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Relief Nursery provides model for proposed national legislation

Sen. Ron Wyden is working on legislation modeled on the Relief Nursery model, which started in Eugene. (SBG/Audrey Weil)

EUGENE, Ore. - Elizabeth Dewitt has 3-year-old twins with autism. She said, for a while, they had trouble communicating to anyone but each other.

"I needed extra help and knowledge of how to do it and they've helped me with that," Dewitt said.

She came to the Relief Nursery nearly two years ago.

At the time, she was frustrated.

Now she's "relieved and happy you know that my boys will be able to talk to other people," she said.

It's the kind of success story that prompted a visit by Senator Ron Wyden Monday.

"With relief nurseries in this community, we've got a model for how the government can come up with better ways to take care of vulnerable children and make sure that each one of those kids is safe," Wyden said.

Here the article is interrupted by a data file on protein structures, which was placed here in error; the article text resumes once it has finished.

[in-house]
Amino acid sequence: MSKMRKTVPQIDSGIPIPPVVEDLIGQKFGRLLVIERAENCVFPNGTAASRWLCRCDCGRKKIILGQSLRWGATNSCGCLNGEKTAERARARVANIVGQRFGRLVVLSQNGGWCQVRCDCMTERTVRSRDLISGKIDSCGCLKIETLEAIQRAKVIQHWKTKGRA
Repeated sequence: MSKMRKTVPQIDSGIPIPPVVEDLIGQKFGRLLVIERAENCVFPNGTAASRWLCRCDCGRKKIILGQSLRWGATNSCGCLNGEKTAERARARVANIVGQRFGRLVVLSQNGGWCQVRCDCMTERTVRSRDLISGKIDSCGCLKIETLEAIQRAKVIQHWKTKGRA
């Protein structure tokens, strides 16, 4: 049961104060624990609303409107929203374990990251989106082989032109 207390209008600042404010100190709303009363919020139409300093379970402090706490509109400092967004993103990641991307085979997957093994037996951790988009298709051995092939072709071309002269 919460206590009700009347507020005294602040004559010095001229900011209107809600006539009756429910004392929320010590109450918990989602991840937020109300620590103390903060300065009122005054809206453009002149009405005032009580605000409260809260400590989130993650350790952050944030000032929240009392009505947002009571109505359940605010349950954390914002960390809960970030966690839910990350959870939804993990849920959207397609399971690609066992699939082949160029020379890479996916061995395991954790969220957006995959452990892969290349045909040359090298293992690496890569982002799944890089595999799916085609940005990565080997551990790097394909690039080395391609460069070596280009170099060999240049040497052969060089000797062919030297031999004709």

Wyden is working on a bill modeled after the Relief Nursery, an organization that started in Eugene and helps more than a thousand children every year.

It's called the Family First Prevention Services Act, and the goal is keeping families together and keeping children safe.

The Relief Nursery helps at-risk families.

That includes child counseling, drug and alcohol support for parents, and a number of other services - the same kinds of services that Wyden is focusing on in his bill.

"It's really a shift in the thinking to put funding toward prevention as opposed to funding once a problem or situation has already occurred," said Kelly Sutherland, Executive Director for the Eugene and Springfield Relief Nurseries.

She said that, bottom line, she hopes the bill brings more funding and awareness for the 32 Relief Nurseries across the state.

"There's a very familiar trajectory that happens when children and families don't get help early," Sutherland said, like foster care or the juvenile justice system.

But the resounding theme during the senator's meeting Monday: with enough help, families can turn their struggles around and children can reach their potential.

The bill already passed through the House and Wyden hopes it passes through the Senate next month.

Past coverage of the Relief Nursery


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